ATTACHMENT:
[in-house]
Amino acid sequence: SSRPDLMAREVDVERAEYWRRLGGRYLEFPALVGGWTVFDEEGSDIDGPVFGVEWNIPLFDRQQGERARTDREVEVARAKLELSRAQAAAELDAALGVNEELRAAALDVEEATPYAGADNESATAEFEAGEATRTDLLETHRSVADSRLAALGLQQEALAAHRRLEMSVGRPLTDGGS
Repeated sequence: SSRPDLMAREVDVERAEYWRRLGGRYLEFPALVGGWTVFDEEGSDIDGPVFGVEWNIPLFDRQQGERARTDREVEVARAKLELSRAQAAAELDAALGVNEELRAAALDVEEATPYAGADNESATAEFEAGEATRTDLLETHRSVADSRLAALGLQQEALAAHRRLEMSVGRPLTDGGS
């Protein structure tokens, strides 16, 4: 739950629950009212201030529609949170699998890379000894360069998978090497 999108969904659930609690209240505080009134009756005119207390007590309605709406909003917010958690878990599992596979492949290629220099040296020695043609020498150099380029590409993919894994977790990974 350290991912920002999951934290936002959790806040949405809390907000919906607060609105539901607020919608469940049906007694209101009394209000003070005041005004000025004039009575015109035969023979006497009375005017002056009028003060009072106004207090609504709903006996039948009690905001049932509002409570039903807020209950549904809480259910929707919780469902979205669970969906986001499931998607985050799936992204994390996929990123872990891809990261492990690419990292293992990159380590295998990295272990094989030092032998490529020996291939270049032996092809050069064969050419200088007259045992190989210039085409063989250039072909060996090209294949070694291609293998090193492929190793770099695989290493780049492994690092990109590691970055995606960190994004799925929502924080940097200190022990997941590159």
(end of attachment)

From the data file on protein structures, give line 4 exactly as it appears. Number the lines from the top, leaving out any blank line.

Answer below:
């Protein structure tokens, strides 16, 4: 739950629950009212201030529609949170699998890379000894360069998978090497 999108969904659930609690209240505080009134009756005119207390007590309605709406909003917010958690878990599992596979492949290629220099040296020695043609020498150099380029590409993919894994977790990974 350290991912920002999951934290936002959790806040949405809390907000919906607060609105539901607020919608469940049906007694209101009394209000003070005041005004000025004039009575015109035969023979006497009375005017002056009028003060009072106004207090609504709903006996039948009690905001049932509002409570039903807020209950549904809480259910929707919780469902979205669970969906986001499931998607985050799936992204994390996929990123872990891809990261492990690419990292293992990159380590295998990295272990094989030092032998490529020996291939270049032996092809050069064969050419200088007259045992190989210039085409063989250039072909060996090209294949070694291609293998090193492929190793770099695989290493780049492994690092990109590691970055995606960190994004799925929502924080940097200190022990997941590159």